To facilitate easy and efficient application and judging processes, Big Ideas uses an online Contest platform that features three portals:

  1. A judging portal where judges can login to a secure webpage, view proposals that are assigned to them, and submit their scores and written feedback. Big Ideas also requires that the judging portal allow for anonymous judging (e.g., administrators could hide one judge’s reviews of a proposal from another judge reviewing that same proposal, and administrators can hide the identity of judges from applicants). It is preferable to also have a survey option attached to the judging portal to encourage higher responses from judges for the distributed feedback survey.
  2. An applicant portal that allows student teams to login to a secure webpage to fill out and edit an application form, and upload and submit a PDF document that contains the text of their written proposals. The application form must be able to accommodate students’ demographic and contact information, and have larger spaces for other proposal-related inputs (i.e. space for a 50-word summary). Administrators also embed survey questions into the entry form to assess students’ development over the course of the Contest and to assess students’ perceived skills development (see the Evaluation chapter for more details).
  3. An administrator portal that allows Big Ideas staff to manage both the judging and student portals (e.g., edit applicant entry form questions, assign proposals to judges, review which judges have submitted their feedback, review materials that student teams submit, etc.). The administration portal also allows Big Ideas staff to set Contest deadlines (e.g., indicate a cutoff deadline by which students must submit their proposals via the student portal).

Platforms Used to Date

In 2010, when the Blum Center first began managing Big Ideas, the application and review process was conducted manually. Students submitted their proposals by email and their applications were shared with judges who reviewed and ranked the proposals. However, as the Contest grew, it became necessary to take advantage of the speed and efficiency offered by online review platforms.

Since 2010, Big Ideas used three different online platforms (YouNoodle, Pitchburner, WizeHive). These platforms all had their strengths and drawbacks. However, the experience of using multiple platforms provided information on what features are most important when considering an online platform:

  • Flexibility: The platform needs to be flexible and should allow managers to create different judging criteria, categories, query and sort information, generate customized reports, and incorporate contest branding.
  • Simple User Interface: The platform needs to create an easy and intuitive user experience for applicants and judges.
  • Numerous Content Management Options: The content management process (creating forms, assigning judges, generating emails) needs to be quick and intuitive.
  • Good Customer Service: The platform needs to have a responsive and accommodating IT support team.
  • Cost-Effectiveness: Platforms can vary widely in cost (and, notably, cost is not a perfect indicator of performance), which should be weighed against the available features.

poster

For the past three years, Big Ideas has used WizeHive as its contest platform. After conducting a review of contest platform providers in 2012, weighing the cost, available features and ease of use of each platform, it was determined that WizeHive was the best choice for the needs of the contest. Overall, Big Ideas finds WizeHive’s front end user interface to be straightforward, but the back end content management system less intuitive and more difficult to manage (e.g., ensuring only certain fields appear based on previously inputted information, editing applicants’ entry form fields, dealing with multiple accounts for different contests using the same email, and creating different judging criteria for different categories were challenging). Wizehive is also relatively expensive for the services they provide (costing approximately $6,000 for the 2015-16 Contest year). Contest participants (students and judges) on the whole report positive feedback regarding their experiences with the platform.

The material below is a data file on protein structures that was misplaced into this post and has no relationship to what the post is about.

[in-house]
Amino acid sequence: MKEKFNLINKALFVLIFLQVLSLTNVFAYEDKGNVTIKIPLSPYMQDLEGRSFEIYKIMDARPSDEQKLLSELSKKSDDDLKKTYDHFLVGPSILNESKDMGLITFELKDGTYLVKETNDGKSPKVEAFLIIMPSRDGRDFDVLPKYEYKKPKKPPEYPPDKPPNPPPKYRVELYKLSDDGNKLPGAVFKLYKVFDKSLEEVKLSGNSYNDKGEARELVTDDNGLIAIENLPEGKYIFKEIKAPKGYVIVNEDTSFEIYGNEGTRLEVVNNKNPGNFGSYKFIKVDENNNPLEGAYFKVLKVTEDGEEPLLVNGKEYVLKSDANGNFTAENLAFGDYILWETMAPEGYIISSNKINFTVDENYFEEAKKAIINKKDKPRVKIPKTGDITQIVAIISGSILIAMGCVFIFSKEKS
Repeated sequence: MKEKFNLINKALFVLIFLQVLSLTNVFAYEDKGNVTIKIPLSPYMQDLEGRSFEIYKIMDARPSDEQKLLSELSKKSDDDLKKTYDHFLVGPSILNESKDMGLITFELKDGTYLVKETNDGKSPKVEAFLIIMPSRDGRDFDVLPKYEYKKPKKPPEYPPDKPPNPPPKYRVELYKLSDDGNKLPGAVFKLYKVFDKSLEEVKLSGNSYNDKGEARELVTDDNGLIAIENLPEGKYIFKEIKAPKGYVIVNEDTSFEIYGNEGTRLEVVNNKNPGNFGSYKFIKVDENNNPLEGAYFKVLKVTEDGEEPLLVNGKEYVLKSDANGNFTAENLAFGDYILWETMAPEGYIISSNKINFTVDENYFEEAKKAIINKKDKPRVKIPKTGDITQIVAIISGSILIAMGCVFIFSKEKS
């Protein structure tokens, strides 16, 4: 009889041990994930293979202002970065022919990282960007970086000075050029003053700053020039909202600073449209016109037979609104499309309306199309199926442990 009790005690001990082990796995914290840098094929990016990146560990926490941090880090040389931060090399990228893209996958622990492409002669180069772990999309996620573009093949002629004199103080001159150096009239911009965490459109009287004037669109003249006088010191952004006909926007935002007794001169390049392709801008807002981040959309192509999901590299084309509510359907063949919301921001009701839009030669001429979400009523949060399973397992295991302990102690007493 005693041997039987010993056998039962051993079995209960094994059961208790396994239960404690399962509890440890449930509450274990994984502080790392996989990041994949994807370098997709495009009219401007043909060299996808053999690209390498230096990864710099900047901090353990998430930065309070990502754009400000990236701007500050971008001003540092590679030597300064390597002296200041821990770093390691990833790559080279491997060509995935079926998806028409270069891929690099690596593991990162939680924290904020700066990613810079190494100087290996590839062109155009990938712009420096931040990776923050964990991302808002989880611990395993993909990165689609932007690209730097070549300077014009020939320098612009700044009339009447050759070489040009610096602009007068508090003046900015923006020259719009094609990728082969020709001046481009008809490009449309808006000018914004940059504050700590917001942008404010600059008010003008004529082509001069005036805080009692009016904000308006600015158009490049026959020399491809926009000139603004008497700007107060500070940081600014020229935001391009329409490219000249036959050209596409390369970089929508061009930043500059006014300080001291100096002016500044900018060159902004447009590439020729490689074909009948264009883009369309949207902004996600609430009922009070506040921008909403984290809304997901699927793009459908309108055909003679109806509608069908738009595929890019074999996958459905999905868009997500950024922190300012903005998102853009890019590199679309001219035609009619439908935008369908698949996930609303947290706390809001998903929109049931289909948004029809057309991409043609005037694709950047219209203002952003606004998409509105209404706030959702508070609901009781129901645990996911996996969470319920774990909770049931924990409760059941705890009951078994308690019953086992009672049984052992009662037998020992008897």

Looking ahead, Big Ideas may want to integrate more metrics and social networking capacities into the application platform, which would allow it to streamline its data systems in one central place. In future years, it will conduct another assessment as to which platform may be best suited for the contest as it continues to grow.

Tips

  • As with each new data management system, platform management gets easier with time. By the time the Big Ideas team was using WizeHive in its third year, it experienced far fewer challenges than in the past couple of years. The learning curve is always high with a new platform, and will become substantially easier in subsequent iterations.
  • Test, test, and test again. There is no such thing as too much beta-testing for the platform before launching it. One of the most effective strategies used in the 2015-2016 contest was having Blum Center staff create test profiles as applicants and judges to account for every different scenario that could possibly arise in the process.
  • Build a relationship with customer support and familiarize them with the platform design. Often times, platform glitches that are seemingly impossible to solve can be easily fixed through customer service support. It is important to establish a relationship with them early on and talk through some of the potential challenges that may occur. This will greatly remove some of the pressure when problems arise and immediate action needs to be taken. In the last few years, Big Ideas has even requested that the point of contact be on call during key deadline days.

Tools

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